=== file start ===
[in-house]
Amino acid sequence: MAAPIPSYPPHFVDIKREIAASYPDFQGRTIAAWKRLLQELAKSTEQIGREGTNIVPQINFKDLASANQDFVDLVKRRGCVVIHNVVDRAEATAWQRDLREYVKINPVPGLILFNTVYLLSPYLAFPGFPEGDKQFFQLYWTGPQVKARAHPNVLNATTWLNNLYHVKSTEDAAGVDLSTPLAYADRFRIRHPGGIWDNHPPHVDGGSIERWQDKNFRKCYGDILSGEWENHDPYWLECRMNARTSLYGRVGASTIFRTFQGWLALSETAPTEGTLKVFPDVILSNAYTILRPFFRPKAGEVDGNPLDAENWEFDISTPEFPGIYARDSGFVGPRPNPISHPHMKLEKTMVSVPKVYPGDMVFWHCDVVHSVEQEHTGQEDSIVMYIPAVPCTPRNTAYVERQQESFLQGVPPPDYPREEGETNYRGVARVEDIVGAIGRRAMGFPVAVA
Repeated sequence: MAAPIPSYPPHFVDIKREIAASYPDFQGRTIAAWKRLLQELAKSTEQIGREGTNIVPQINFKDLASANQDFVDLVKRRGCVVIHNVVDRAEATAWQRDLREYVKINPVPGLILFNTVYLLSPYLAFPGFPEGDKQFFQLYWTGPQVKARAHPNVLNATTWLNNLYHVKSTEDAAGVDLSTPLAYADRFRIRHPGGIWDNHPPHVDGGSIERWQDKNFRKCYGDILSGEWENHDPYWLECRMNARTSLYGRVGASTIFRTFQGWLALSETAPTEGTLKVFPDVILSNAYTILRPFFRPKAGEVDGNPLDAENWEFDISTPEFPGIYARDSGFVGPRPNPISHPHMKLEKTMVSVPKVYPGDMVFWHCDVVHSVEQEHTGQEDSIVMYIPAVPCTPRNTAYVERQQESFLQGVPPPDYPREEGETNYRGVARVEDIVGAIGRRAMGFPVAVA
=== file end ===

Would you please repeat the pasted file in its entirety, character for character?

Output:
[in-house]
Amino acid sequence: MAAPIPSYPPHFVDIKREIAASYPDFQGRTIAAWKRLLQELAKSTEQIGREGTNIVPQINFKDLASANQDFVDLVKRRGCVVIHNVVDRAEATAWQRDLREYVKINPVPGLILFNTVYLLSPYLAFPGFPEGDKQFFQLYWTGPQVKARAHPNVLNATTWLNNLYHVKSTEDAAGVDLSTPLAYADRFRIRHPGGIWDNHPPHVDGGSIERWQDKNFRKCYGDILSGEWENHDPYWLECRMNARTSLYGRVGASTIFRTFQGWLALSETAPTEGTLKVFPDVILSNAYTILRPFFRPKAGEVDGNPLDAENWEFDISTPEFPGIYARDSGFVGPRPNPISHPHMKLEKTMVSVPKVYPGDMVFWHCDVVHSVEQEHTGQEDSIVMYIPAVPCTPRNTAYVERQQESFLQGVPPPDYPREEGETNYRGVARVEDIVGAIGRRAMGFPVAVA
Repeated sequence: MAAPIPSYPPHFVDIKREIAASYPDFQGRTIAAWKRLLQELAKSTEQIGREGTNIVPQINFKDLASANQDFVDLVKRRGCVVIHNVVDRAEATAWQRDLREYVKINPVPGLILFNTVYLLSPYLAFPGFPEGDKQFFQLYWTGPQVKARAHPNVLNATTWLNNLYHVKSTEDAAGVDLSTPLAYADRFRIRHPGGIWDNHPPHVDGGSIERWQDKNFRKCYGDILSGEWENHDPYWLECRMNARTSLYGRVGASTIFRTFQGWLALSETAPTEGTLKVFPDVILSNAYTILRPFFRPKAGEVDGNPLDAENWEFDISTPEFPGIYARDSGFVGPRPNPISHPHMKLEKTMVSVPKVYPGDMVFWHCDVVHSVEQEHTGQEDSIVMYIPAVPCTPRNTAYVERQQESFLQGVPPPDYPREEGETNYRGVARVEDIVGAIGRRAMGFPVAVA